Should Christians Protest Or Demonstrate?

by Jack Wellman · Print Print · Email Email

Should Christians protest or demonstrate in public, especially when they see injustice?

Speak Up

So, what do you think? Should Christians protest or demonstrate in public, especially when they see injustice? What about protesting at abortion clinics? The Bible admonishes us to “Open your mouth for the mute, for the rights of all who are destitute” (Prov 31:8), and to “Open your mouth, judge righteously, defend the rights of the poor and needy” (Prov 31:9). Surely the unborn are those who are “mute” and we need to “defend the rights” of those who cannot defend themselves, but should Christians protest or demonstrate? In itself, there’s nothing wrong with protesting or demonstrating because we are to “Abhor what is evil; hold fast to what is good” (Rom 12:9). We can demonstrate for the right to life, but as for protesting abortion clinics, I think it’s better to offer signs of hope or talk about their baby being adopted. We can offer free counseling and offer them other opportunities before they take the life of their unborn child, however, angry protests against women having abortions is not the way to win their hearts. They need our prayers, support, love, and to know that there are alternatives for them, but any violence or words said in anger in any protest or demonstration are not what God would have us do.

Should Christians Protest Abortion Clinics

If a Christian protests at an abortion clinic, they should follow the local laws governing such protests.

Peaceful Protests

The Apostle Paul was accused of inciting a riot on more than one occasion, but if we read the biblical record, we find out that this is not true. For example, Paul said he suffered from “beatings, imprisonments, riots, labors, sleepless nights, hunger” (2 Cor 6:5), and riots and beatings that he didn’t cause. What actually happened is “the Jews were jealous, and taking some wicked men of the rabble, they formed a mob, set the city in an uproar, and attacked the house of Jason, seeking to bring them out to the crowd” (Acts 17:5), but the town clerk pointed out the source of the riot, and it wasn’t Paul. He told the riotous crowd that “if you seek anything further, it shall be settled in the regular assembly. For we really are in danger of being charged with rioting today, since there is no cause that we can give to justify this commotion” (Acts 19:39-40). Even a pagan town clerk knew that a riot was no solution to the problem…or any problem for that matter, so If anyone had a reputation for stirring up riots, it was the Jewish leaders (Matt 27:20; Mark 15:11). The same people who once shouted out praise to the Lord Jesus Christ with “Hosanna! Hosanna!” (Mark 11:9–10), would in less than a week, cry out, “Crucify Him!” Obviously, rioting is the same thing as lawlessness, and the Jews knew this, just as the Romans did, so every Christian should know that the Bible forbids rioting, and obviously looting, and destruction of public or private property. Breaking mankind’s laws is sin, even if you’re protesting the laws of man (Rom 13:1-5; 1 John 3:4).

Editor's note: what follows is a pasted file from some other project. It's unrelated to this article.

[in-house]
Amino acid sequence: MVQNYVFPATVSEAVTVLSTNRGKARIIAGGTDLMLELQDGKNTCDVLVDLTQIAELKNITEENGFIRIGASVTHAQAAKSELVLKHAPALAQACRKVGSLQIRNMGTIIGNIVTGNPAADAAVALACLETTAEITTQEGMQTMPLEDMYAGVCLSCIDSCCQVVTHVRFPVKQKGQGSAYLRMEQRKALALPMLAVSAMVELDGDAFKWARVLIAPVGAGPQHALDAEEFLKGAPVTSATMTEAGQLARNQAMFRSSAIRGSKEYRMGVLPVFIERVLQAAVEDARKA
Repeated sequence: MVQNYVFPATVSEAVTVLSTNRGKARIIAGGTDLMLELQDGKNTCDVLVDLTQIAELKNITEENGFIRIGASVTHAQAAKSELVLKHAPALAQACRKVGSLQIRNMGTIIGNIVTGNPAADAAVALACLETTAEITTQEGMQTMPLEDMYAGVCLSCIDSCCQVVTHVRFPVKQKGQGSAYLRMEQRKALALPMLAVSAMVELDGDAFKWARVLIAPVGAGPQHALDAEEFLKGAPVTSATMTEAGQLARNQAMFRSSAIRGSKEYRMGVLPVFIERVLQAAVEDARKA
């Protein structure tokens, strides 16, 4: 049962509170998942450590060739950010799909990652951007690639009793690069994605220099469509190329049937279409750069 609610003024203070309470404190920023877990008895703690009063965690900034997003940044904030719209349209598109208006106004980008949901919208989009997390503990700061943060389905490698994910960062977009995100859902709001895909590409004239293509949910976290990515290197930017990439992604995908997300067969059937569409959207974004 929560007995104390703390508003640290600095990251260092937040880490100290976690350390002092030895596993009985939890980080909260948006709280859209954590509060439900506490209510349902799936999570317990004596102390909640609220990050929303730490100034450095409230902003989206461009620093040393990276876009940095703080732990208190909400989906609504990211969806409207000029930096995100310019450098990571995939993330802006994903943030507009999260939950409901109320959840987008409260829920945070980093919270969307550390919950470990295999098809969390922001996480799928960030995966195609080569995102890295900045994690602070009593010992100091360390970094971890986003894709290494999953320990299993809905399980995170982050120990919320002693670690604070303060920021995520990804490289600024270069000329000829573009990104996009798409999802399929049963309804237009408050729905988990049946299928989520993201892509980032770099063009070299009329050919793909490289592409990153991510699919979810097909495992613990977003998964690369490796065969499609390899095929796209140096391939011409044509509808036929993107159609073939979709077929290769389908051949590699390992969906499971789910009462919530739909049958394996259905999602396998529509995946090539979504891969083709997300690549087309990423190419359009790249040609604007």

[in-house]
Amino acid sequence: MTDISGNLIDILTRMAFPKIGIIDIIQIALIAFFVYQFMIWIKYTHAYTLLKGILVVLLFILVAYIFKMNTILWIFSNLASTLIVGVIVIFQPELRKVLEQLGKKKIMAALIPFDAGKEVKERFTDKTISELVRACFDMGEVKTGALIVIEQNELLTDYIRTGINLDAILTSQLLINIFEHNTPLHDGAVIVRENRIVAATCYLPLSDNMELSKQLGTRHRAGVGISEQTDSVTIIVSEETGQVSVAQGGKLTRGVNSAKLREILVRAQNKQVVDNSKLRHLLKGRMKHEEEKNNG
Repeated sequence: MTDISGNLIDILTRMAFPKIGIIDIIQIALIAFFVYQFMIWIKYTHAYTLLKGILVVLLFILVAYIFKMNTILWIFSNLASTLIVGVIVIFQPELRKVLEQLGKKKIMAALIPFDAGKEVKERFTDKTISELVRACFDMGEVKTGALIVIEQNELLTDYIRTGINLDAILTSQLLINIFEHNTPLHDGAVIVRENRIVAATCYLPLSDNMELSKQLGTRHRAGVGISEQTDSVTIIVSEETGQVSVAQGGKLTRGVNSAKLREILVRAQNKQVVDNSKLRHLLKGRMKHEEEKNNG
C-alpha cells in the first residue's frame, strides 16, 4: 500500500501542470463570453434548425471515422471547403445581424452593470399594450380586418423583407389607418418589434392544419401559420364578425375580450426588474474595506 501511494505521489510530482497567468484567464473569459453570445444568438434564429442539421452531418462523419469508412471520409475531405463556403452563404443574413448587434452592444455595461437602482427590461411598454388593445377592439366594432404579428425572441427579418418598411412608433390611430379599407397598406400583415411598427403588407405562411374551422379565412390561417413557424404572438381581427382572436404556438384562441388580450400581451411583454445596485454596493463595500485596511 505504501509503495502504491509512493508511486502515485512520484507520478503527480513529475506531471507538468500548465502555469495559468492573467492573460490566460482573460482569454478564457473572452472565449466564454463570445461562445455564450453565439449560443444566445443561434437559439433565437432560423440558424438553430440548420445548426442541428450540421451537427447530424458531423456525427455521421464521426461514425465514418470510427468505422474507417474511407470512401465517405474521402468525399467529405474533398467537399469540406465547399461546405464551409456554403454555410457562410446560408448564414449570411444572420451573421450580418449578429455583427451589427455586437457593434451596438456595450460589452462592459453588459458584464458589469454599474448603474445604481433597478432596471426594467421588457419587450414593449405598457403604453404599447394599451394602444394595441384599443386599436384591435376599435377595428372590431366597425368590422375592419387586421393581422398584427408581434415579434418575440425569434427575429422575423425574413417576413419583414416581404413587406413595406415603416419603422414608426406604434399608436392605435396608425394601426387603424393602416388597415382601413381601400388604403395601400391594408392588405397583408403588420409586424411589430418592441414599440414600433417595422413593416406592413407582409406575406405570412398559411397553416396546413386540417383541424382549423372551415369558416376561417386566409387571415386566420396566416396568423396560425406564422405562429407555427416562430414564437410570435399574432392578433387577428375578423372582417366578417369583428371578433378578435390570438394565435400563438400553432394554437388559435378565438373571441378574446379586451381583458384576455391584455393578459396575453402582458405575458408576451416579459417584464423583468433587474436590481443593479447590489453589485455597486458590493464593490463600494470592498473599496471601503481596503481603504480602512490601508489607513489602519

Lawlessness